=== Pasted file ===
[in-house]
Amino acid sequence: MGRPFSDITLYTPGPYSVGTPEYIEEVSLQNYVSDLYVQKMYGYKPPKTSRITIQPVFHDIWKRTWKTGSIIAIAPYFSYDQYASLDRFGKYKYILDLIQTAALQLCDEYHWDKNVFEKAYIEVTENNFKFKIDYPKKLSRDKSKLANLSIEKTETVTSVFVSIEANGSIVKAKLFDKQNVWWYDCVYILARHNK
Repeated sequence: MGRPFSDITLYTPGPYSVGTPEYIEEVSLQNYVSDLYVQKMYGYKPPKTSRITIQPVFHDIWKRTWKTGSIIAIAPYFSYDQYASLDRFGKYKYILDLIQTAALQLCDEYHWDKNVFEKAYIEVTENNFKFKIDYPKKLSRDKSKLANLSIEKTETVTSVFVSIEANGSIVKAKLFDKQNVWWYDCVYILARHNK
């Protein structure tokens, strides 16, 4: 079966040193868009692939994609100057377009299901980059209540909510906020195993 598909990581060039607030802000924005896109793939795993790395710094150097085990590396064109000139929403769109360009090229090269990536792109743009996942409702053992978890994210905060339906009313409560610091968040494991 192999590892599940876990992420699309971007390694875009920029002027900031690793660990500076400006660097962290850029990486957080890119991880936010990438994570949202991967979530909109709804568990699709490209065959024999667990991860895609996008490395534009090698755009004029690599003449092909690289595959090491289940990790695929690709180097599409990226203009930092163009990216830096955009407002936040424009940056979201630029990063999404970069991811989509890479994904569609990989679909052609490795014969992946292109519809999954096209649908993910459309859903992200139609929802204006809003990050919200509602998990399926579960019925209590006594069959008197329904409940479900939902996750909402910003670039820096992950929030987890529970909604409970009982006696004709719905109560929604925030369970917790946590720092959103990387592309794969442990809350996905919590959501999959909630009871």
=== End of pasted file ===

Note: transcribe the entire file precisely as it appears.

[in-house]
Amino acid sequence: MGRPFSDITLYTPGPYSVGTPEYIEEVSLQNYVSDLYVQKMYGYKPPKTSRITIQPVFHDIWKRTWKTGSIIAIAPYFSYDQYASLDRFGKYKYILDLIQTAALQLCDEYHWDKNVFEKAYIEVTENNFKFKIDYPKKLSRDKSKLANLSIEKTETVTSVFVSIEANGSIVKAKLFDKQNVWWYDCVYILARHNK
Repeated sequence: MGRPFSDITLYTPGPYSVGTPEYIEEVSLQNYVSDLYVQKMYGYKPPKTSRITIQPVFHDIWKRTWKTGSIIAIAPYFSYDQYASLDRFGKYKYILDLIQTAALQLCDEYHWDKNVFEKAYIEVTENNFKFKIDYPKKLSRDKSKLANLSIEKTETVTSVFVSIEANGSIVKAKLFDKQNVWWYDCVYILARHNK
């Protein structure tokens, strides 16, 4: 079966040193868009692939994609100057377009299901980059209540909510906020195993 598909990581060039607030802000924005896109793939795993790395710094150097085990590396064109000139929403769109360009090229090269990536792109743009996942409702053992978890994210905060339906009313409560610091968040494991 192999590892599940876990992420699309971007390694875009920029002027900031690793660990500076400006660097962290850029990486957080890119991880936010990438994570949202991967979530909109709804568990699709490209065959024999667990991860895609996008490395534009090698755009004029690599003449092909690289595959090491289940990790695929690709180097599409990226203009930092163009990216830096955009407002936040424009940056979201630029990063999404970069991811989509890479994904569609990989679909052609490795014969992946292109519809999954096209649908993910459309859903992200139609929802204006809003990050919200509602998990399926579960019925209590006594069959008197329904409940479900939902996750909402910003670039820096992950929030987890529970909604409970009982006696004709719905109560929604925030369970917790946590720092959103990387592309794969442990809350996905919590959501999959909630009871």